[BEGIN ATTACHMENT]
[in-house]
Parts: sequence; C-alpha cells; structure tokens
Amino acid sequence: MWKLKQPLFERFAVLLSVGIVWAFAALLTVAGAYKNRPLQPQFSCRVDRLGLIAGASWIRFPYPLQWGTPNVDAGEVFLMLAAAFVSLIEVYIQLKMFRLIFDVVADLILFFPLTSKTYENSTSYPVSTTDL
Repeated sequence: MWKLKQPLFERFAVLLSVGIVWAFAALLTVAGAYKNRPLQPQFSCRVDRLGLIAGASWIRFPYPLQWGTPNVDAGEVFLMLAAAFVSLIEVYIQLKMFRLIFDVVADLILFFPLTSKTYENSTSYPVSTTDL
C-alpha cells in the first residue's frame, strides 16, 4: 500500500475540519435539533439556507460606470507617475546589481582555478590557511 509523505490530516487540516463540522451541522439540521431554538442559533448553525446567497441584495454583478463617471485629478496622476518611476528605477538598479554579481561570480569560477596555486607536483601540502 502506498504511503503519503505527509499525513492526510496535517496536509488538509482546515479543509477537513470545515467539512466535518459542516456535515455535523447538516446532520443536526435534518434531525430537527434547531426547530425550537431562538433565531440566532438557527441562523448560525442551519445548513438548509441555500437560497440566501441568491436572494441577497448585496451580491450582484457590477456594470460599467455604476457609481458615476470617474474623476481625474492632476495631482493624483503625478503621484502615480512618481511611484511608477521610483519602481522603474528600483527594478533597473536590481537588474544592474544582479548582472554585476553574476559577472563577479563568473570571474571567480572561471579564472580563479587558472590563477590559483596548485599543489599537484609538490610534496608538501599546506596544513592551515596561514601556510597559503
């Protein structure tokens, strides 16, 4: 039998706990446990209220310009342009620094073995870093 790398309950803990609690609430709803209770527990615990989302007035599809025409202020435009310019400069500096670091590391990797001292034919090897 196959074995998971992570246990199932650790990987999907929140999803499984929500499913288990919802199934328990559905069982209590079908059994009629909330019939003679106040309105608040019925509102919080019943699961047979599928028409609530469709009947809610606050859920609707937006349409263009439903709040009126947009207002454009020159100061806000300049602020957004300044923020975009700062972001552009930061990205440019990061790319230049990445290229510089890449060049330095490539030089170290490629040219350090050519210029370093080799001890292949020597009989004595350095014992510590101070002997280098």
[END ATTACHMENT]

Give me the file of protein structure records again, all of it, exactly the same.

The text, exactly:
[in-house]
Parts: sequence; C-alpha cells; structure tokens
Amino acid sequence: MWKLKQPLFERFAVLLSVGIVWAFAALLTVAGAYKNRPLQPQFSCRVDRLGLIAGASWIRFPYPLQWGTPNVDAGEVFLMLAAAFVSLIEVYIQLKMFRLIFDVVADLILFFPLTSKTYENSTSYPVSTTDL
Repeated sequence: MWKLKQPLFERFAVLLSVGIVWAFAALLTVAGAYKNRPLQPQFSCRVDRLGLIAGASWIRFPYPLQWGTPNVDAGEVFLMLAAAFVSLIEVYIQLKMFRLIFDVVADLILFFPLTSKTYENSTSYPVSTTDL
C-alpha cells in the first residue's frame, strides 16, 4: 500500500475540519435539533439556507460606470507617475546589481582555478590557511 509523505490530516487540516463540522451541522439540521431554538442559533448553525446567497441584495454583478463617471485629478496622476518611476528605477538598479554579481561570480569560477596555486607536483601540502 502506498504511503503519503505527509499525513492526510496535517496536509488538509482546515479543509477537513470545515467539512466535518459542516456535515455535523447538516446532520443536526435534518434531525430537527434547531426547530425550537431562538433565531440566532438557527441562523448560525442551519445548513438548509441555500437560497440566501441568491436572494441577497448585496451580491450582484457590477456594470460599467455604476457609481458615476470617474474623476481625474492632476495631482493624483503625478503621484502615480512618481511611484511608477521610483519602481522603474528600483527594478533597473536590481537588474544592474544582479548582472554585476553574476559577472563577479563568473570571474571567480572561471579564472580563479587558472590563477590559483596548485599543489599537484609538490610534496608538501599546506596544513592551515596561514601556510597559503
């Protein structure tokens, strides 16, 4: 039998706990446990209220310009342009620094073995870093 790398309950803990609690609430709803209770527990615990989302007035599809025409202020435009310019400069500096670091590391990797001292034919090897 196959074995998971992570246990199932650790990987999907929140999803499984929500499913288990919802199934328990559905069982209590079908059994009629909330019939003679106040309105608040019925509102919080019943699961047979599928028409609530469709009947809610606050859920609707937006349409263009439903709040009126947009207002454009020159100061806000300049602020957004300044923020975009700062972001552009930061990205440019990061790319230049990445290229510089890449060049330095490539030089170290490629040219350090050519210029370093080799001890292949020597009989004595350095014992510590101070002997280098």